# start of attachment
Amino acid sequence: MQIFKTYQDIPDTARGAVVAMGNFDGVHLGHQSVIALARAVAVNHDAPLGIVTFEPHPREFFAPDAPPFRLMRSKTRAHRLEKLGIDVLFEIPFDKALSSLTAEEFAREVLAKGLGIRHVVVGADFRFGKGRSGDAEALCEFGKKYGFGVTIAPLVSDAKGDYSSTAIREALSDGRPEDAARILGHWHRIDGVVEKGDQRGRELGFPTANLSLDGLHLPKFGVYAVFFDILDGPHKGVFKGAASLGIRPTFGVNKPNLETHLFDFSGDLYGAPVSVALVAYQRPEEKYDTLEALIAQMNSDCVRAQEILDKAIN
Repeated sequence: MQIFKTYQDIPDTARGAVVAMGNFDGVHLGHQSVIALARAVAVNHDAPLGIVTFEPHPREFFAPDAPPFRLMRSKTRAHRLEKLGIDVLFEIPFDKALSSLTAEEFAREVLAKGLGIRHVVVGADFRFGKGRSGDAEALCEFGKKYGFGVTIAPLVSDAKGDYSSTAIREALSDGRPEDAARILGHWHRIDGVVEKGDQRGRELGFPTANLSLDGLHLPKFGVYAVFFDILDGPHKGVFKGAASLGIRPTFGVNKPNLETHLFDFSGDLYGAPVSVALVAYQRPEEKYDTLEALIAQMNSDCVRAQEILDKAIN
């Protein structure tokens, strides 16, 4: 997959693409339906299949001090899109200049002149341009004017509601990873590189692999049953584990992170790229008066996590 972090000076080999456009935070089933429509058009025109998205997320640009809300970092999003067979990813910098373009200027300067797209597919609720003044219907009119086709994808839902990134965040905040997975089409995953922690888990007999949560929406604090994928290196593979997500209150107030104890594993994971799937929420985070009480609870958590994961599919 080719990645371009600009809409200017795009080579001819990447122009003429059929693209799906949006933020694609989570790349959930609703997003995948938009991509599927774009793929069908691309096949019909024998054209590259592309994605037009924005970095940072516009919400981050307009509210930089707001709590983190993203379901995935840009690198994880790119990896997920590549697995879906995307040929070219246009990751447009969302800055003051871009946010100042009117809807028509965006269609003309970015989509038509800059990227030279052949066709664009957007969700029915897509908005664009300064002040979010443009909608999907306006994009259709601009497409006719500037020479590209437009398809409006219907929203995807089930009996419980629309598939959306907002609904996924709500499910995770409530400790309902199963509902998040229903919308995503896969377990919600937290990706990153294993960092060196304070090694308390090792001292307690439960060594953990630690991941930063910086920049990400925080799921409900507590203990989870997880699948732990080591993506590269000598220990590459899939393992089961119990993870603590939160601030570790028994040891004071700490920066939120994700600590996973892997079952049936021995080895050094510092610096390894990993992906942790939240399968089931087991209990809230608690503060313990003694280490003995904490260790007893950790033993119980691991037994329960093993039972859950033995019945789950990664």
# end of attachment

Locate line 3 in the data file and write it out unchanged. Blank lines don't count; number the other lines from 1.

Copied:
């Protein structure tokens, strides 16, 4: 997959693409339906299949001090899109200049002149341009004017509601990873590189692999049953584990992170790229008066996590 972090000076080999456009935070089933429509058009025109998205997320640009809300970092999003067979990813910098373009200027300067797209597919609720003044219907009119086709994808839902990134965040905040997975089409995953922690888990007999949560929406604090994928290196593979997500209150107030104890594993994971799937929420985070009480609870958590994961599919 080719990645371009600009809409200017795009080579001819990447122009003429059929693209799906949006933020694609989570790349959930609703997003995948938009991509599927774009793929069908691309096949019909024998054209590259592309994605037009924005970095940072516009919400981050307009509210930089707001709590983190993203379901995935840009690198994880790119990896997920590549697995879906995307040929070219246009990751447009969302800055003051871009946010100042009117809807028509965006269609003309970015989509038509800059990227030279052949066709664009957007969700029915897509908005664009300064002040979010443009909608999907306006994009259709601009497409006719500037020479590209437009398809409006219907929203995807089930009996419980629309598939959306907002609904996924709500499910995770409530400790309902199963509902998040229903919308995503896969377990919600937290990706990153294993960092060196304070090694308390090792001292307690439960060594953990630690991941930063910086920049990400925080799921409900507590203990989870997880699948732990080591993506590269000598220990590459899939393992089961119990993870603590939160601030570790028994040891004071700490920066939120994700600590996973892997079952049936021995080895050094510092610096390894990993992906942790939240399968089931087991209990809230608690503060313990003694280490003995904490260790007893950790033993119980691991037994329960093993039972859950033995019945789950990664």